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CLOSE THIS BOOKSurface Water Drainage for Low-Income Communities (UNEP - WHO, 1991, 98 p.)
VIEW THE DOCUMENT(introduction...)
VIEW THE DOCUMENTAcknowledgements
1. Surface water drainage in urban areas
2. Drainage options
3. Rehabilitation and maintenance
4. Community participation
VIEW THE DOCUMENTAnnex 1. Glossary1
VIEW THE DOCUMENTAnnex 2. Design calculations
VIEW THE DOCUMENTAnnex 3. Terms of reference for consultants
VIEW THE DOCUMENTAnnex 4. Resources for the orientation of the drainage committee
VIEW THE DOCUMENTSelected WHO publications of related interest

Annex 3. Terms of reference for consultants

Many drainage schemes are designed by consulting engineers. However, these are not usually for low-income communities. There is therefore a danger that consulting engineers may design drainage systems for low-income areas which are inappropriate or unaffordable unless the terms of reference for their work are drafted to make it very clear what sort of solution is desired. A municipality that has already obtained funds for the construction of a drainage system will generally have a fairly clear idea of its requirements, and will usually find that consultants' work is most satisfactory when they are contracted to perform clearly specified design tasks within the framework of those needs.

However, national and international funding agencies often require that, before they agree to pay for the construction of a drainage system, it should be the subject of a feasibility study by a reputable firm of consulting engineers. In such a case the funding agency will have its own requirements and will wish to participate in drafting the terms of reference for the feasibility study. Nevertheless, the municipality or the community's representatives can suggest clauses in the terms of reference to ensure that:

- the full benefits of the proposed drainage scheme are demonstrated;

- the study is conducted in such a way as to arrive at the most cost-effective solution;

- an accurate assessment is made as early as possible of the resources that will be required for maintenance of the system;

- construction of the most urgently needed parts of the system is not delayed any more than necessary by the lengthy process of project preparation, approval and design; and

- the community is involved in key decisions.

These factors are discussed in turn.


The health consequences of inadequate drainage, described in section 1.2, indicate the health benefits which improved drainage can bestow. These can be further documented by the consultants, using existing health statistics or the results of any community health surveys that have been carried out.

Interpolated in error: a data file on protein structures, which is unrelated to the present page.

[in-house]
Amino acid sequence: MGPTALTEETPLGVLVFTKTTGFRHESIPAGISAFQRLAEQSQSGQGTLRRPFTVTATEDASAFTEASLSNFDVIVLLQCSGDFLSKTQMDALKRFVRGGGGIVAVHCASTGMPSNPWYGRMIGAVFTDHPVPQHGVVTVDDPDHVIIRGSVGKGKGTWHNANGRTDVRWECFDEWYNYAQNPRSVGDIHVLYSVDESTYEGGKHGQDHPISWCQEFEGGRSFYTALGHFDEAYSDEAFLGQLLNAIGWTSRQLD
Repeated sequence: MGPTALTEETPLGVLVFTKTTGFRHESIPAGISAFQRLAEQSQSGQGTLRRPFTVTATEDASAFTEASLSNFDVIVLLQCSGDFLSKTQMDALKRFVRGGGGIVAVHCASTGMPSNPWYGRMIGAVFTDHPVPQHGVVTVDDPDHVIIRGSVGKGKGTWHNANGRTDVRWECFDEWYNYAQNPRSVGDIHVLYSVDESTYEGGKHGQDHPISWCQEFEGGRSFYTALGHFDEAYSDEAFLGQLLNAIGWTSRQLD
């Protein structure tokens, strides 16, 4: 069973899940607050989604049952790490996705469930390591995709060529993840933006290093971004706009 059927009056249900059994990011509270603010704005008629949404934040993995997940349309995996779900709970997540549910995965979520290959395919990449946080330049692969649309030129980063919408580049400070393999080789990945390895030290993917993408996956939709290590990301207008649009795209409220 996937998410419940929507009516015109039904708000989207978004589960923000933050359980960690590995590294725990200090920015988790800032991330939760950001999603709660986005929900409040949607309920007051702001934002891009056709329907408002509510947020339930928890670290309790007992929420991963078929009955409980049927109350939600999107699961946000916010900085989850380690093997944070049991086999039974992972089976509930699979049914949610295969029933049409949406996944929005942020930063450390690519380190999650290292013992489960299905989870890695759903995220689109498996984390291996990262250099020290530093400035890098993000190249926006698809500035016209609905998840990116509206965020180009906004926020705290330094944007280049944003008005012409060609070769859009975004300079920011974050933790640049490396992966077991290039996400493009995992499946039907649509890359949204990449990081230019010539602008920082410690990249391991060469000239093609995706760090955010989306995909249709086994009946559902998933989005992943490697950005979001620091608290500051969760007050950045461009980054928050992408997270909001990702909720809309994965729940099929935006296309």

In addition to the health benefits, the most significant economic benefits will stem from the prevention of damage by flood or erosion to:

- public infrastructure, particularly roads,
- private property, especially houses,
- domestic furniture and other movable property.

A money value can be put on these benefits. Private property in a low-income community can be valued at a given percentage of the minimum wage.

Other benefits can include:

· enhancement of land value,
· reduced traffic delays,
· reduced losses of income, rent, sales and production,
· reduced clean-up and maintenance costs,
· reduced emergency relief costs,
· greater sense of security,
· improved aesthetic environment, and
· more opportunities for recreation.


The technical options outlined in section 2 indicate that drainage systems need not be expensive. The design criteria explained there can be varied to give options with different costs and benefits, and the best option chosen. This applies particularly to the following choices:

- return period (section 2.2),
- open or closed drains (section 2.5),
- channel lining (section 2.6).

The terms of reference for a feasibility study should require an analysis of the costs and benefits of the possible options, so that these decisions are not taken arbitrarily.

It is difficult to calculate exactly how the many benefits of drainage will be altered by changes in design criteria to allow occasional shallow flooding. The problem can be simplified by assuming that the damage caused by a flood is proportional to a “damage index” D:

D = F × Q × T


F = frequency of occurrence of the flood (say, number of times in a 10-year period)
Q = quantity of water that cannot be drained away immediately (mm of rainfall)
T = time for which the flood lasts (hours).

The estimated cost C of each option can be compared with the value of D to find the option with the highest ratio of C : D.

Maintenance requirements

These are discussed in section 3. A typical value for the annual cost of maintenance would be about 8% of the construction cost of the system. The feasibility study should make a more accurate estimate, including an assessment of the human resources and equipment that will be needed.

Urgent construction

The terms of reference can authorize the consultants to proceed with detailed design of the most urgently needed components of the system (say, to a value of 10% or 20% of the total estimated value of the system) once the choice of solution has been agreed, but without the need for a new contract or new approval by the funding agency.

Community involvement

It is conventional in any consultancy agreement to stipulate stages at which the client's opinion or approval is to be sought. The client in this case will usually be the municipality. There is no reason why the community should not be involved in this process. As far as the terms of reference are concerned, responsibility for ensuring that the community participates in decision-making could be assigned to the client or the consultant. The latter could either follow lines laid down by the client or be asked to propose a procedure for community participation when bidding for the contract.